The Van Burens are political satirists and songwriters and they’ve got a killer new album “Presidential Lovefest” which kicks things off with “Miss Lola Overture”, a Tricky Dick phone call that sets the tone to things to come.
“Tricky Dick” jumps into a funk fest, reminiscent of James Brown sung by Mike Patton. There’s a lot of swingin’ horns and some really funky drum breaks. This is high octane parody.
“bye bye” is an interim organ piece with interwoven samples and a somber ambience. It’s jarring that it comes in right after such an energetic track.
But it does help bring down the tone a bit for “Hey Everybody”, which is a raggae inspired piece of melodrama. There’s a melodic guitar solo in between verses that really brings them together. The vocal harmonies are surprisingly creative and remind me of Ween a little.
“hello” is another keyboard driven interlude full of more vocal samples and ambience. Toward the end it’s a little bit science fiction sounding with the reverbed out drone tones.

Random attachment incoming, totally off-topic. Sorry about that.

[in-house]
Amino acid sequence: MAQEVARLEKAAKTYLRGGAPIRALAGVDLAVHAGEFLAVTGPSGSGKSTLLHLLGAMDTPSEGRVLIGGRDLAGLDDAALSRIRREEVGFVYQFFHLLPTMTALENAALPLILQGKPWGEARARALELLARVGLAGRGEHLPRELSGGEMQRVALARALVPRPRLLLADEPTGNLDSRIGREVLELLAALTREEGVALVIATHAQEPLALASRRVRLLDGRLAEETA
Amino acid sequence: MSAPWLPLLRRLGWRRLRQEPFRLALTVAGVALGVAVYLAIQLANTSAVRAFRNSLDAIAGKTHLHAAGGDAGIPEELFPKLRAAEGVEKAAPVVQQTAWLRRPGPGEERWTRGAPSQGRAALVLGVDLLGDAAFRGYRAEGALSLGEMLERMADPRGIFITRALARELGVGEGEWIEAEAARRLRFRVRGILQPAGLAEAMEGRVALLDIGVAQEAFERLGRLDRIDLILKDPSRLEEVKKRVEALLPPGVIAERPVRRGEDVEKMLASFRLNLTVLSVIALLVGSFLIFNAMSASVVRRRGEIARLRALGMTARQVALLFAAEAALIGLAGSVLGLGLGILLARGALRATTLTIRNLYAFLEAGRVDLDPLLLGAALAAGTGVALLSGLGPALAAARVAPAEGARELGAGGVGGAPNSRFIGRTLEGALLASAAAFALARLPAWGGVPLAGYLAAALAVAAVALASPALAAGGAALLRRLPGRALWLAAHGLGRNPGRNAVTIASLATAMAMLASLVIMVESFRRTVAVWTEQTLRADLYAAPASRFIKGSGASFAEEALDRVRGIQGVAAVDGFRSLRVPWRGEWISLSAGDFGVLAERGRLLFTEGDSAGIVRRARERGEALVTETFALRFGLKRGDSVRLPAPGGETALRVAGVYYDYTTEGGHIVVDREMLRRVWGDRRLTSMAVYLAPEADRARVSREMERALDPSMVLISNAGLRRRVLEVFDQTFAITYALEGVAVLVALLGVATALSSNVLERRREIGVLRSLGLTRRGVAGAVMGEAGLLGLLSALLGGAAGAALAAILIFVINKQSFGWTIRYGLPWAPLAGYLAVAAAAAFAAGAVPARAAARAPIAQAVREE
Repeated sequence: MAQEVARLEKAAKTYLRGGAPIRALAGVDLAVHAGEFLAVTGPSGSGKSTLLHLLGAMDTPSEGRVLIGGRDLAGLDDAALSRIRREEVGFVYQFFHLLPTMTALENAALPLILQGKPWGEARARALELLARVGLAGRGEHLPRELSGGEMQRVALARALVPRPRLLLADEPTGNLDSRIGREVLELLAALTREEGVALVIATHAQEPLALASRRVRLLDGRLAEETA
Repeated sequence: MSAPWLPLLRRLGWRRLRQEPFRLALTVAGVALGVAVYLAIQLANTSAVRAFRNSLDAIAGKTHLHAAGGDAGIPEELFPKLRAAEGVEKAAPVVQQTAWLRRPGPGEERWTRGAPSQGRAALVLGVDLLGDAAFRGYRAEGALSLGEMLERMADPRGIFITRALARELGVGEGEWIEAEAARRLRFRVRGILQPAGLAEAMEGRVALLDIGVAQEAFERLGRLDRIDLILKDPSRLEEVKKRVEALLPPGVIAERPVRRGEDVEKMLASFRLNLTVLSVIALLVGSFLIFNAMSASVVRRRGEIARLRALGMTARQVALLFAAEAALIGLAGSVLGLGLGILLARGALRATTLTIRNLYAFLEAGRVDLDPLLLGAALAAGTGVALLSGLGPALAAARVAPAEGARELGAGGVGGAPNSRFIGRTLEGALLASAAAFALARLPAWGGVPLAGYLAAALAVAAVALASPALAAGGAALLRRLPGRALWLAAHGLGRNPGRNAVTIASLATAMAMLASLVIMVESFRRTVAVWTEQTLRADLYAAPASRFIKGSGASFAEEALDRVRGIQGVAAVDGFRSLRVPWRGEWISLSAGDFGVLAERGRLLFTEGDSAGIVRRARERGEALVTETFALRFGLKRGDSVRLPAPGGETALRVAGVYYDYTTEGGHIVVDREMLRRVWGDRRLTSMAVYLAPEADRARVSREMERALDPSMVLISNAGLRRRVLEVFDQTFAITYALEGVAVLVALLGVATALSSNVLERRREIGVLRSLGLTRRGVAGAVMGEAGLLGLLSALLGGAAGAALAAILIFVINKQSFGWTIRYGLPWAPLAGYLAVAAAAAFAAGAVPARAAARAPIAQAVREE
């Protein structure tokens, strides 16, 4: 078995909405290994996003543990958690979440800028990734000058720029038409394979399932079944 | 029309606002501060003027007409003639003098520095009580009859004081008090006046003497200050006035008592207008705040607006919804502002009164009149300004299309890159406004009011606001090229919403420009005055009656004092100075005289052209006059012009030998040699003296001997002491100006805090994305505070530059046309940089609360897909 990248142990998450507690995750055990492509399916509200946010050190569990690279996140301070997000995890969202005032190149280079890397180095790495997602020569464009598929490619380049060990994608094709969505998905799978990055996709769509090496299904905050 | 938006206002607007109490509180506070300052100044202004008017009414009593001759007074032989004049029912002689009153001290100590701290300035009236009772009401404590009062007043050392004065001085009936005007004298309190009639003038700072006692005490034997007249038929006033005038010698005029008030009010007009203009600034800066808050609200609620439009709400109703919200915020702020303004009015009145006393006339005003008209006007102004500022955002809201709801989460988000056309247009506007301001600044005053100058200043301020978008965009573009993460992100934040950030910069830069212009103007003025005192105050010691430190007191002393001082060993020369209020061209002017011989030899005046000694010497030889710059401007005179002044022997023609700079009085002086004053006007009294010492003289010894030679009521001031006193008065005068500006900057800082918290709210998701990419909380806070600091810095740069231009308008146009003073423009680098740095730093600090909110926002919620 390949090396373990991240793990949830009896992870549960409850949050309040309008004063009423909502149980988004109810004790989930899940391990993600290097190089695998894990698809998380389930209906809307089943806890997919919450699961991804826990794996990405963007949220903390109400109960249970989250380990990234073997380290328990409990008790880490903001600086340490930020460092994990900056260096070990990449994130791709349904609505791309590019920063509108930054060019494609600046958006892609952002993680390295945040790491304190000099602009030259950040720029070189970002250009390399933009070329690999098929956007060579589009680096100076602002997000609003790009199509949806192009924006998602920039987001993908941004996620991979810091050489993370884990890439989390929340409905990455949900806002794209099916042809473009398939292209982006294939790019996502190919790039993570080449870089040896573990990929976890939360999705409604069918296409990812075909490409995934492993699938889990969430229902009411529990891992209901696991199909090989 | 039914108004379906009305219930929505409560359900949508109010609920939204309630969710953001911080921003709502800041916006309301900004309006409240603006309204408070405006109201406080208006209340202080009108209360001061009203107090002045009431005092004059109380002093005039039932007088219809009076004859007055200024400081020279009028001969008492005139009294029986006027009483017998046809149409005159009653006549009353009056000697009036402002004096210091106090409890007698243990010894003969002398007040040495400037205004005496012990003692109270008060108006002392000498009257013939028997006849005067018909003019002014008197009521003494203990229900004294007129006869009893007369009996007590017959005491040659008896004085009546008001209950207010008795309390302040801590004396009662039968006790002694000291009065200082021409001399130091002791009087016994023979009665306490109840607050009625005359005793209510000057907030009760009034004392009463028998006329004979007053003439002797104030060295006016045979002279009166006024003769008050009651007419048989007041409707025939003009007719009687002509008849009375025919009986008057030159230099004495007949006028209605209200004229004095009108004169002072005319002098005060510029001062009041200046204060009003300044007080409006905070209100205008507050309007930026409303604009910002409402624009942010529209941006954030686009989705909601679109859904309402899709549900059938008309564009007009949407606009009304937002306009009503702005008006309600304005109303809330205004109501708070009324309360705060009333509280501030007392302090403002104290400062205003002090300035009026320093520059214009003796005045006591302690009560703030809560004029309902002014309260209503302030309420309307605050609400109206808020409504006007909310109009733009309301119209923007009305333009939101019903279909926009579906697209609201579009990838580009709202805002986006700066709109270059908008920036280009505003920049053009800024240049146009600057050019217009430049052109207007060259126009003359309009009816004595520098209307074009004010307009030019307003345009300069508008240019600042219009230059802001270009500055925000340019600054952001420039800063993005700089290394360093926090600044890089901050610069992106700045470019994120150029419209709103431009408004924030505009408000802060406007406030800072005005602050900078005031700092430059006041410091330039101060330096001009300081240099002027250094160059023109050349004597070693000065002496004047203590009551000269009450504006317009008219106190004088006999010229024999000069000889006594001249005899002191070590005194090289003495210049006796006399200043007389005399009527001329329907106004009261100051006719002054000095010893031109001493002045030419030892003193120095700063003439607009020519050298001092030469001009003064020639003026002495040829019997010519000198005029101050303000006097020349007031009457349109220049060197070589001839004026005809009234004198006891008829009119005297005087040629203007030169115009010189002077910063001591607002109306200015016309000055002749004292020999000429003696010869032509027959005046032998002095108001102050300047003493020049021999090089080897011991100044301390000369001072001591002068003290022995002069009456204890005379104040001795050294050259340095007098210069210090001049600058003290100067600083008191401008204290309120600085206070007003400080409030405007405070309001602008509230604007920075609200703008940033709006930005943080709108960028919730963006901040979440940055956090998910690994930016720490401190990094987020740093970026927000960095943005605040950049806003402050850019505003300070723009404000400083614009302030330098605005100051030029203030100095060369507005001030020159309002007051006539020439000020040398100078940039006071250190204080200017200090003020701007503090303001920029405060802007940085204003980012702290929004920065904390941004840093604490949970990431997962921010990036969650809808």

“Reagan” kicks back into the jams with a ska flavored funkfest. Love him or hate him, Ronald Reagan was definitely one of the most popular figures of the last 50 years. From trickle down economics to his famous quote to ‘tear down the wall’, it’s hard to say if he did more damage than good for the United States, but he’s the first Hollywood actor to grace the White House, for better or worse.
Next is “Lee Harvey” with an eerie intro and some anti communist propaganda samples, before getting some funky guitar riffs to get things groovin’ again. There is some cool clean guitar solos wandering in and out until the singer takes over. This is a cool funk jam with alot of improvising throughout the nearly 6 minute song.
“This Town” slows things down a bit more, with a trippy and almost existential intro before getting all jah. This raggae track has a nice horn solo toward the beginning. “I don’t wanna leave this town…” begins the lyrics. It’s repetition deceptively depressing to hear.
Presidential Lovefest ends with “LBJ”, a kickin’ slowburn funk track with a jazzy feel and almost rap type of vocals before the harmonies come in. It’s a pretty good track to end on, as it evolves throughout the song and showcases the band’s tremendous talent as a group.
Douglas Garnett – firstname.lastname@example.org